Become a Better Business Writer With These Great Tools

Words can be tricky. Whether you're writing a message to a colleague, composing a business document, crafting a novel, or working on a business plan, you want to get it right. Although word processors and Web browsers have built-in spelling checkers, they don't evaluate your grammar, pinpoint clich├ęs and bad writing, or help you structure long-form documents. I set out to find some applications that do.

As we dive in, keep a couple of things in mind. First, no single tool will assist you with all of your writing needs. Some programs are great for long-form writing, for instance, while others will help you tweak your wording. Second, a good writing assistant is very different from a spelling checker. The applications described here are not automatic: Instead, they present questions for you to consider, and their advice is not always right. You still have to decide what to accept and what to reject.

(For links to all of these downloadable programs in one convenient list, see our "Become a Better Business Writer With These Great Tools" collection.)

Improve Your Chat and Email Messages

The most common type of writing that people do is informal, such as in chat messages, tweets, and email to friends and colleagues. If you sometimes make embarrassing mistakes when composing such missives, the free application Ginger might help.

Aimed chiefly at nonnative speakers, Ginger tries to catch awkward wording and typos. Its built-in spelling checker is top-notch; in my tests, it was able to guess what I was trying to write even when I made lots of typos in one sentence. Unfortunately, its awkward-wording detection is not as impressive--it did not always offer help when I composed unnatural sentences, particularly when they contained no typos.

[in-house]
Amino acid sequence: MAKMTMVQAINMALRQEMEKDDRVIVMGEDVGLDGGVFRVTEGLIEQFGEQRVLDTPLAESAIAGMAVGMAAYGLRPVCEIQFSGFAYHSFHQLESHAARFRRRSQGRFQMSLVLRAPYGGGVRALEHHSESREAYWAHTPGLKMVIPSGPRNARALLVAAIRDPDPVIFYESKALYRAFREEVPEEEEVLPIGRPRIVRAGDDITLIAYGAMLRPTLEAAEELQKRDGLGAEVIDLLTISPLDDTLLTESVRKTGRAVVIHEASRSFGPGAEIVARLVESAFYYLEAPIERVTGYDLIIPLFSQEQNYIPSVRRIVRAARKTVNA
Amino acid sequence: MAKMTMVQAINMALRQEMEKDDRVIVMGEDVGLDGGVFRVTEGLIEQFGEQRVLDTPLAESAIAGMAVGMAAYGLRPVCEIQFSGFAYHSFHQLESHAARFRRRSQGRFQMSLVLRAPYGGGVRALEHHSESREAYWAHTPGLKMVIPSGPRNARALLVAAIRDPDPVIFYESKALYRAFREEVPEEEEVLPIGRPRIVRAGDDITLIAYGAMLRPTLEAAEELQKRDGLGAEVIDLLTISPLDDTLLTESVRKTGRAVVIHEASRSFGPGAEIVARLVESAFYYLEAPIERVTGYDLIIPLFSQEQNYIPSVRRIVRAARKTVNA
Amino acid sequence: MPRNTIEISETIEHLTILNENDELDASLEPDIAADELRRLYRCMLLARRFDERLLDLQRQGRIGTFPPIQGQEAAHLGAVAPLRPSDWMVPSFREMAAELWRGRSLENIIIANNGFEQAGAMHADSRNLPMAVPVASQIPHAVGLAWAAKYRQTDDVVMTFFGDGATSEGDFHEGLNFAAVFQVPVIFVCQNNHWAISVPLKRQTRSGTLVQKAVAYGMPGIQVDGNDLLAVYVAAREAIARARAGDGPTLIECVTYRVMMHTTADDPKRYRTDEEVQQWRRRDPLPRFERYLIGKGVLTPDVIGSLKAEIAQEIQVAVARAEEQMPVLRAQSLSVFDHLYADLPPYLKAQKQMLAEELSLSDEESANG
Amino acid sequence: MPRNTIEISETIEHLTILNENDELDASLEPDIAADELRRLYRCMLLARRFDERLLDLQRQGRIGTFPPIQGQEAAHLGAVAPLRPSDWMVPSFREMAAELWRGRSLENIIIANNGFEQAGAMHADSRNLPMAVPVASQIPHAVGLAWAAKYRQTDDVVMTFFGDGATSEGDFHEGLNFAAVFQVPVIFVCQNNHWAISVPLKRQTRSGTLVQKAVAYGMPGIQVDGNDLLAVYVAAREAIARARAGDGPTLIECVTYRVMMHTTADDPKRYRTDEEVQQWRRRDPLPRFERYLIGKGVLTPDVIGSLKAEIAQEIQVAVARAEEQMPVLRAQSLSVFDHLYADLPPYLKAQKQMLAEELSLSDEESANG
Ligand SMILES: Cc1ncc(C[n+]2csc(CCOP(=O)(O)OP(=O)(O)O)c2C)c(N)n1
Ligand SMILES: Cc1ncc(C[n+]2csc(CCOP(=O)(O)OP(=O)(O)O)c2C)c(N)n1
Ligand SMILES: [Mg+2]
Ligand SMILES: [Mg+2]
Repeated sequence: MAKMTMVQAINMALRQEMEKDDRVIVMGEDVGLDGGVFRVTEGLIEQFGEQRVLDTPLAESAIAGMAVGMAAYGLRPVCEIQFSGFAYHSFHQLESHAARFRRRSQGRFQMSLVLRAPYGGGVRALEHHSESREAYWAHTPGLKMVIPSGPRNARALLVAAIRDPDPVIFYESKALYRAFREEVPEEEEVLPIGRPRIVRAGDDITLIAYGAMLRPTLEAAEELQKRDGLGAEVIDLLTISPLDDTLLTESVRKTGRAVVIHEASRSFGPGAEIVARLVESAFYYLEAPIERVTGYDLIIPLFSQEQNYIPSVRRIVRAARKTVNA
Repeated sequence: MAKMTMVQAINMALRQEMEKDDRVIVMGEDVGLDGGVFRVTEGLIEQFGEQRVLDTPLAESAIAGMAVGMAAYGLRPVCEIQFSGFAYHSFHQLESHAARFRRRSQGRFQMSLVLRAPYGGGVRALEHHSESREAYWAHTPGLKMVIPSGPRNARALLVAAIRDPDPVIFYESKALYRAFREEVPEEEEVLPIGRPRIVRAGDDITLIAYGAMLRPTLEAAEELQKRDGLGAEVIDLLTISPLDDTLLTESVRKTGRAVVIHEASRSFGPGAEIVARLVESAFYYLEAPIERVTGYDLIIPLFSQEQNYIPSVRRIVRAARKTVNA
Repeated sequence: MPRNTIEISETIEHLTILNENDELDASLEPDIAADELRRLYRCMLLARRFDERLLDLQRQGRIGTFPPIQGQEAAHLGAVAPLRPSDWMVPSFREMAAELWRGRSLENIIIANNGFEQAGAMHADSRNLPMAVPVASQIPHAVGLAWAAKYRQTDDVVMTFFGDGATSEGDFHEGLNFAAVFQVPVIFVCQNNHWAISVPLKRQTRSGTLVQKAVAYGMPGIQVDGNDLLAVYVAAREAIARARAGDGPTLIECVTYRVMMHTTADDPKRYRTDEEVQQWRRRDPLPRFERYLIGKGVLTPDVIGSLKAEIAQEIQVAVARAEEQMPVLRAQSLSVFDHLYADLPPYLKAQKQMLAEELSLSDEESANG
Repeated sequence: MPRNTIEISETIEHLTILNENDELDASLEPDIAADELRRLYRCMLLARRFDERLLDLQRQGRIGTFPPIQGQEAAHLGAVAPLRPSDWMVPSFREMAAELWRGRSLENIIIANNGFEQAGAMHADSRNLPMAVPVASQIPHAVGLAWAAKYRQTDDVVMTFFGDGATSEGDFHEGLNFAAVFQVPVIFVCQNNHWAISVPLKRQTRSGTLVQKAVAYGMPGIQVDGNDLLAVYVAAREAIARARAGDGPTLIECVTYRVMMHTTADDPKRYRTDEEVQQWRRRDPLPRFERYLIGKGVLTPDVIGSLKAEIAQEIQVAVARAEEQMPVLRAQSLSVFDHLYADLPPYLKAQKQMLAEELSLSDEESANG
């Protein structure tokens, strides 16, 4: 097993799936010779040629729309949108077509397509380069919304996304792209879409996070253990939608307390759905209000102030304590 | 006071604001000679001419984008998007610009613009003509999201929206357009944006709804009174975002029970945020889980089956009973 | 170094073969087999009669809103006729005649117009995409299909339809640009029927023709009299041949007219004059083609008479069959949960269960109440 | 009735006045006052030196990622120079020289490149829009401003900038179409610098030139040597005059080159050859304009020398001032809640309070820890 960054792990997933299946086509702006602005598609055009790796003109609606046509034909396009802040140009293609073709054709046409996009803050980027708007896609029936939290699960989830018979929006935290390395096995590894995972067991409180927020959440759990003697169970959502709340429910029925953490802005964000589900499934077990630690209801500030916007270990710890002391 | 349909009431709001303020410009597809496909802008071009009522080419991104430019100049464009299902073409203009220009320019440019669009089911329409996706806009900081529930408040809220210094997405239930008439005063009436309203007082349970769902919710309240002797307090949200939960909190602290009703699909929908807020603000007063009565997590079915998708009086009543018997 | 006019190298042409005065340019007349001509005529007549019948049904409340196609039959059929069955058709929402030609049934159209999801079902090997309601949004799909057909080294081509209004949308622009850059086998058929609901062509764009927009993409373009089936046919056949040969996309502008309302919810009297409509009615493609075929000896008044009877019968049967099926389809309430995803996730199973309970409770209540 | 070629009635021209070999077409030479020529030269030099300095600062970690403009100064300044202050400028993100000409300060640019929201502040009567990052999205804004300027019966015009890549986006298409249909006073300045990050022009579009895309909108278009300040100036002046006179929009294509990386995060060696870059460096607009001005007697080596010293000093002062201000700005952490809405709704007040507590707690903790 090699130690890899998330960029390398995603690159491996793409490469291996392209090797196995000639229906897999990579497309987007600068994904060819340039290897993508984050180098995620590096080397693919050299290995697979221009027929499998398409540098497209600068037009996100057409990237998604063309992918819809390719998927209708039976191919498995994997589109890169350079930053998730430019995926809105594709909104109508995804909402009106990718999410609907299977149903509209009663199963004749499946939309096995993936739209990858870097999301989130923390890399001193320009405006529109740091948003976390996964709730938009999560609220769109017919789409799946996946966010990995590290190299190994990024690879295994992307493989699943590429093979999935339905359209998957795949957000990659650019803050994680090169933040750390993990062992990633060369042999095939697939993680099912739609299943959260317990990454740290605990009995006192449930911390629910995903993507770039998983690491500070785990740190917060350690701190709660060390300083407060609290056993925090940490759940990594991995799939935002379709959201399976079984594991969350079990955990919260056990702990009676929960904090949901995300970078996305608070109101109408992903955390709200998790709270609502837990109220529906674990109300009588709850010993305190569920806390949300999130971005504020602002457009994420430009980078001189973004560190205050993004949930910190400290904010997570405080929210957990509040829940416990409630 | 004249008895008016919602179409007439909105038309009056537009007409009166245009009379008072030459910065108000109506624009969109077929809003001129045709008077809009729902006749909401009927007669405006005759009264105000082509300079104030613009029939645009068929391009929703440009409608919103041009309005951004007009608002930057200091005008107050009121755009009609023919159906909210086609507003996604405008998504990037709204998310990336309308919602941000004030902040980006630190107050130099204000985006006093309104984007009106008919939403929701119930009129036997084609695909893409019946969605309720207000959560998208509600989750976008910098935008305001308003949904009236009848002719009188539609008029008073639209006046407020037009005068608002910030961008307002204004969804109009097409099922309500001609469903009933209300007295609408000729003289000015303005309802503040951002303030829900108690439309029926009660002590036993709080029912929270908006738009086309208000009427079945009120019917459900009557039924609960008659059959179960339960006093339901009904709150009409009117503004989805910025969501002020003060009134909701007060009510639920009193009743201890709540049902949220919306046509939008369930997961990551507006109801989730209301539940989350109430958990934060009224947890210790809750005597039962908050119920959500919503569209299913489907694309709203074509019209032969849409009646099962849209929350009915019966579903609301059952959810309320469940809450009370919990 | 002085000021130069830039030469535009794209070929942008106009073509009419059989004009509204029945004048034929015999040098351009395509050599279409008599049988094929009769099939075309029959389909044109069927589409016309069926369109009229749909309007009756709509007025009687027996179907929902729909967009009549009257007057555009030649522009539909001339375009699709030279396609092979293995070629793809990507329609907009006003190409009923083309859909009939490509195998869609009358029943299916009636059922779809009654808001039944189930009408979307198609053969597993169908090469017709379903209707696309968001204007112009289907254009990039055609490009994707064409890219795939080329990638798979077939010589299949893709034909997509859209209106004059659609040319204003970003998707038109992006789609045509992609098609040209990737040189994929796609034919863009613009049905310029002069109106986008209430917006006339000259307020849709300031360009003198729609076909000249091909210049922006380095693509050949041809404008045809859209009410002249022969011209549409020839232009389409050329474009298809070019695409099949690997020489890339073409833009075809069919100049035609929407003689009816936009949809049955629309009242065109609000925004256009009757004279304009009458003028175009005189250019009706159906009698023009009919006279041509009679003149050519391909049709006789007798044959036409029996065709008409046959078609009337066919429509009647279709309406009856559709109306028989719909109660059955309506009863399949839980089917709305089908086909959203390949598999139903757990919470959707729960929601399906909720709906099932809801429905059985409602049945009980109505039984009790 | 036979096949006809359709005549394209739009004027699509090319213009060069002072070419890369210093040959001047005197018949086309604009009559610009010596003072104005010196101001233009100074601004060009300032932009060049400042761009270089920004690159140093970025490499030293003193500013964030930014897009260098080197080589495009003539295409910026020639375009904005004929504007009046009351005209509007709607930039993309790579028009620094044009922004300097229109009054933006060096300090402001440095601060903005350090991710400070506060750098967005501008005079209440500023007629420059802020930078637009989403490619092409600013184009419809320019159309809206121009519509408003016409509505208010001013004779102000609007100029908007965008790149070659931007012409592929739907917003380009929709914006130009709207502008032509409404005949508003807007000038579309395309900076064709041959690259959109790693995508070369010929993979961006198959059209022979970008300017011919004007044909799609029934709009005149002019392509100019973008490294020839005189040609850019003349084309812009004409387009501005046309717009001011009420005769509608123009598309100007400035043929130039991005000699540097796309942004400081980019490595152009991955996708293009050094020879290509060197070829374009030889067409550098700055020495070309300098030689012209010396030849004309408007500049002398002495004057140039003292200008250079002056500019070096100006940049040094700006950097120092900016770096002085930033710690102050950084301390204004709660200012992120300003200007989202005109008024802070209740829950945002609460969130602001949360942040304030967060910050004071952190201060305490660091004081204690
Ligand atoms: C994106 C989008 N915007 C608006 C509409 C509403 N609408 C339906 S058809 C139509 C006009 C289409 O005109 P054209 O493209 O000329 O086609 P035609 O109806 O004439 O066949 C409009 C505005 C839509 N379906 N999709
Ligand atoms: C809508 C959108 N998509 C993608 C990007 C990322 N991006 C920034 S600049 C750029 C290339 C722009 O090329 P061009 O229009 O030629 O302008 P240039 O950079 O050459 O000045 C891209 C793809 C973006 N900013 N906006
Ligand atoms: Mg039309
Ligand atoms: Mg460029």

Ginger sits in the system tray and helps with your writing in Firefox, Internet Explorer, Microsoft Word, and a handful of other supported applications.

Write Better Documents

Some writing applications are "writing assistants" that provide usage advice, help you tighten up your text, show you how to avoid commonly misused words, keep you in the active voice, and more. At their finest, these utilities will act as a "pre-editor" for your real human editor, if you have one. And if you don't, they can be the next best thing--when you use them correctly.

Since people often do their "serious" writing in a word processor, it makes sense for these applications to integrate tightly with Microsoft Word. For example, ClearEdits and Sentence Aerobics are both add-ins that you use right within Word. ClearEdits ($80) works a bit like a copy editor's first run through your manuscript: It rapidly goes over your document, hunting for words that it believes should be changed. It then highlights those words and adds comments to them, explaining why you might want to revise them. It doesn't delve too deeply into grammar (active/passive and so on), but its simple advice can be useful.

After Sentence Aerobics ($159) has added its own pane to Word, it analyzes your documents in segments. You select a piece of your document, analyze it, tweak it according to the recommendations (or not), and then move on to the next piece. Even though the usage advice built into Sentence Aerobics is solid, its lexical engine was the weakest of the applications I tested in this category: One time, it mistook a noun for a verb, and on occasion it incorrectly parsed my sentences.